Afghans Who Worked With U.S. Forces Told They Can No Longer Apply For Special Visas
The State Department is running out of visas for Afghans who are in danger because they worked with the U.S. government in Afghanistan.
On Thursday, the U.S. State Department announced that it expected the visas to be depleted by June 1 and that "No further interviews for Afghan principal applicants ... will be scheduled after March 1, 2017."
NPR's Quil Lawrence reported, "The Special Immigrant Visa program was designed to reward Iraqis and Afghans who help U.S. forces at war, but it's been plagued by a lengthy vetting process and changing politics in Washington."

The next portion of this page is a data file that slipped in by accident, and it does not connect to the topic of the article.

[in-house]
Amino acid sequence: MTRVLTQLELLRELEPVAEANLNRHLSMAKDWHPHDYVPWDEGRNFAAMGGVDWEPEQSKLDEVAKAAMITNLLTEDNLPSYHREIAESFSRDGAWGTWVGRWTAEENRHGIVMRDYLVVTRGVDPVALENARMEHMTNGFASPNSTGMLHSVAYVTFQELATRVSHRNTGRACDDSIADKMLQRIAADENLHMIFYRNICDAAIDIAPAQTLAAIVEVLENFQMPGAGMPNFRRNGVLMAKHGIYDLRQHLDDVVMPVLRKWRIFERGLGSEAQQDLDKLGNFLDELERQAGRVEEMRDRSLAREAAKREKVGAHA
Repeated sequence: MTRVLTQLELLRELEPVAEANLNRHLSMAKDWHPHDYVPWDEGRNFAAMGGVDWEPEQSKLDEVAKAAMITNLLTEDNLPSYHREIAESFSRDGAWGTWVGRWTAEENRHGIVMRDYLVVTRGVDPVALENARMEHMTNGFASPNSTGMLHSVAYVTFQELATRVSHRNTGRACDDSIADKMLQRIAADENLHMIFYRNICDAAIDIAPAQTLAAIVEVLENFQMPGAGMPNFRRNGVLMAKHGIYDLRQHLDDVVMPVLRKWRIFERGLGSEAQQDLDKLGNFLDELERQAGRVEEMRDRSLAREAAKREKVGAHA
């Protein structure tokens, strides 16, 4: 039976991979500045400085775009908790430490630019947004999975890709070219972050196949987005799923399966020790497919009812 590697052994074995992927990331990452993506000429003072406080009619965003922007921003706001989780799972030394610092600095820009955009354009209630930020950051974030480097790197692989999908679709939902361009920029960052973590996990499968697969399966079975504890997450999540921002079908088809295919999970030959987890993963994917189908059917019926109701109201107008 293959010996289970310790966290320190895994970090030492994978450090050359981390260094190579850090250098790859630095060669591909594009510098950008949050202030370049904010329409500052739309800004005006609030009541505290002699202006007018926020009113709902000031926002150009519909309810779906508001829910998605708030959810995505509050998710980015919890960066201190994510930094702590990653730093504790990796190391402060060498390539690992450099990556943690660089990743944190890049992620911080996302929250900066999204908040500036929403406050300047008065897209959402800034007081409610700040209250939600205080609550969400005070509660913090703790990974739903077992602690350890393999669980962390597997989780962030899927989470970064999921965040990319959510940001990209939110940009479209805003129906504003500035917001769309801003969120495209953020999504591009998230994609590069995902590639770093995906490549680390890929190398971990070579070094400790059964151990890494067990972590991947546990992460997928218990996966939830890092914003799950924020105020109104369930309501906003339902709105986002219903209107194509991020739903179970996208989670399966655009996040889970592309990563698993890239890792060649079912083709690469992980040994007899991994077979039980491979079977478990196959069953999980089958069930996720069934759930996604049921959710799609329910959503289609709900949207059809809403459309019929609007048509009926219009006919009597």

The special visas also apply to spouses and children of people who worked as translators, drivers and other staff for the U.S. military and other agencies.
A State Department official told NPR in an email on Thursday that more than 15,000 Afghans are currently "at some stage of the [special visa] application process" and that as of March 5, only 1,437 visas remain to be given out. - Read More